Outline of the Future
This piece first appeared on Kennan Institute’s Russian-language In Other Words blog. A few differences from the Russian, all approved by the author, appear in this English-language version.
Sixteen years ago, I quit my job as an American correspondent for NTV, a major Russian TV network owned by Gazprom, having come to the realization that while serving the interests of the network I was no longer serving in the interest of truth. It took me a while to accept this notion, which caused an identity crisis that might be akin to discovering one’s true sexual identity and facing the choice: to continue pretending to be someone else and deceiving oneself and others; or to attempt a coming out for the sake of inner peace, even at a high personal and professional cost.
It was around 2003–2004 when I first noticed that the stories I had been assigned to cover fell increasingly out of sync with those making headlines in mainstream American media. I hadn’t been asked to lie or twist facts—in my coverage I followed professional standards—but increasingly my editors were losing interest in topics reflecting the social and political landscape that shaped American life. These topics were deemed “too removed,” “too foreign” to the Russian audience. Instead, often irrelevant and entirely marginal figures and events were pushed into the foreground, where, under the spotlight of the network’s interest, they grew out of proportion, acquiring new context and meaning. Intentionally or not, by simply including these stories in its newscasts the network was stressing their importance. An anchor’s intro or outro would make a one-off event seem like a trend.
Meanwhile, reporting on anything Russian, particularly on Russia’s successes and accomplishments, had turned into an increasingly somber task. The light irony that was so characteristic of NTV’s reporting style had given way to dead seriousness. Grim-looking people (mostly in dark suits) were grimly focused on the monumental, grim task of lifting Russia from her knees. The unbearably relentless burden of their toil left no room for light-hearted coverage.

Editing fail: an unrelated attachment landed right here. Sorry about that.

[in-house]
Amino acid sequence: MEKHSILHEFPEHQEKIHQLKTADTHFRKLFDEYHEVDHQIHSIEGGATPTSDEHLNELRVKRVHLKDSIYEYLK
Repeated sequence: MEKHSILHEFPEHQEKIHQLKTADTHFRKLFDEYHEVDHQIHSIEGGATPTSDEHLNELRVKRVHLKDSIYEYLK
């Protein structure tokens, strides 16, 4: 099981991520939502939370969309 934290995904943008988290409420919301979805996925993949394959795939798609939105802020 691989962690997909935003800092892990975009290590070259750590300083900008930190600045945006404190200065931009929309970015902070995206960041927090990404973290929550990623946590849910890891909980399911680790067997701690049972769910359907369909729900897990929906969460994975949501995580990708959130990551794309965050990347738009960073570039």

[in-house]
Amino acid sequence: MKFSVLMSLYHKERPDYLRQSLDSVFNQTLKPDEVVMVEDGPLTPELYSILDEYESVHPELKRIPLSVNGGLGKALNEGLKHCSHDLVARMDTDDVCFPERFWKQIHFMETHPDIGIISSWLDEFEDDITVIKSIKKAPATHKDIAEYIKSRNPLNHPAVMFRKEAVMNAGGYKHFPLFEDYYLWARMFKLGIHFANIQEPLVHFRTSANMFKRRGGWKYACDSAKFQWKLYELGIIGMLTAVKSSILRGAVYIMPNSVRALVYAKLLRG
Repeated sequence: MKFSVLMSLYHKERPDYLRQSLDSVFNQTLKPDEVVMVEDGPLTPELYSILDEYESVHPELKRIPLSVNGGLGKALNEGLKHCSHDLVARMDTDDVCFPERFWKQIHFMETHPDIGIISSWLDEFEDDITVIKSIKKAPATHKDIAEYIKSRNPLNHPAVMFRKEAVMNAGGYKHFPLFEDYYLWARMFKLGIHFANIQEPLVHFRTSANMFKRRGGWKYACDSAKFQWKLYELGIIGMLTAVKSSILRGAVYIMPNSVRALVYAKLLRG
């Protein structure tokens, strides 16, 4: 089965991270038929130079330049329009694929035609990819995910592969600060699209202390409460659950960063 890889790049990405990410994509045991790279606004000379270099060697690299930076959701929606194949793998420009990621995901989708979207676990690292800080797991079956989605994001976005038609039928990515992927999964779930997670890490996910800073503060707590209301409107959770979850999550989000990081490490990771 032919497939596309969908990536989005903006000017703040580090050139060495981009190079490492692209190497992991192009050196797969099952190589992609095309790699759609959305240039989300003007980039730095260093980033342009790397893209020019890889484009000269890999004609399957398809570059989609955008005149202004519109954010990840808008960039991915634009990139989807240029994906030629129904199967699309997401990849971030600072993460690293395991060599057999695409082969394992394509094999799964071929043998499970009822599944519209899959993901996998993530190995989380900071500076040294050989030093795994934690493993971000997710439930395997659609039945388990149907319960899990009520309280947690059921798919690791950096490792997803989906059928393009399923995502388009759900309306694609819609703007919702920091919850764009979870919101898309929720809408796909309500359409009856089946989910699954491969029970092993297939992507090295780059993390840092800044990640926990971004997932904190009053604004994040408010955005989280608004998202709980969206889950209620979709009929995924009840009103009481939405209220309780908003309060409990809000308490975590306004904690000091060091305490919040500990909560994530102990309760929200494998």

There was no place for a joke, even the most innocent one, when I reported from a street in Manhattan on the opening of Lukoil’s first American gas station. To mark the occasion, an outsized (and most likely armored) black vehicle delivered Vladimir Putin, who coincidentally (or not, but so conveniently for Lukoil) happened to be on an official visit to the United States. Looking even smaller than usual next to the massive car that brought him, Putin clearly felt out of place at a gas pump. He shook hands with employees clad in red-and-white company uniforms, mumbled something to a group of distinguished guests wearing Armani and Gucci, hastily rushed by a handful of reporters (all of them Russian), and left without so much as filling up his gas tank.
I can assure you that the tone of my coverage of that unforgettable event (and in fact, I haven’t forgotten it!) was radically different from the one I am employing now. My tone wasn’t necessarily servile, but the whole setup seemed so absurd that the simple fact of reporting on it with a straight face amounted to a distortion of reality.
When it came to reporting on American news or personalities, on the other hand, the rules were very different. Irony (and sometimes borderline scorn) was not only welcomed but encouraged. Suddenly there came a demand for stories that reminded me of the section “Their Mores” printed by nearly every major newspaper in the USSR to paint distorted pictures of the West.
Most of my editors in Moscow were too young to remember that section, and yet many story ideas they cheerfully chirped into my ear in their early-morning calls from Moscow seemed to have been lifted directly from it. In their case, the ideas came from Russian-language newsfeeds that the editors routinely monitored.
The central character of the proposed story was almost inevitably some oddball residing miles away from the bureau, but neither his oddness nor the distance was ever a limiting factor. The budget for such trips was readily approved, and soon we’d be driving or flying to produce a special report on, say, an engineer who’d spent decades developing a flying car of the future. The bright red, nifty-looking prototype would have been gathering dust for years in an outsized garage. Unable to achieve liftoff, the car would be rolled out to the “testing site” (i.e., the driveway in front of the garage), to the delight of an occasional visitor with a camera.
Other examples that come to mind include a story about the Texas secessionist movement and a feature article on a lawyer-turned-actor who claimed to be the best corpse impersonator in Hollywood.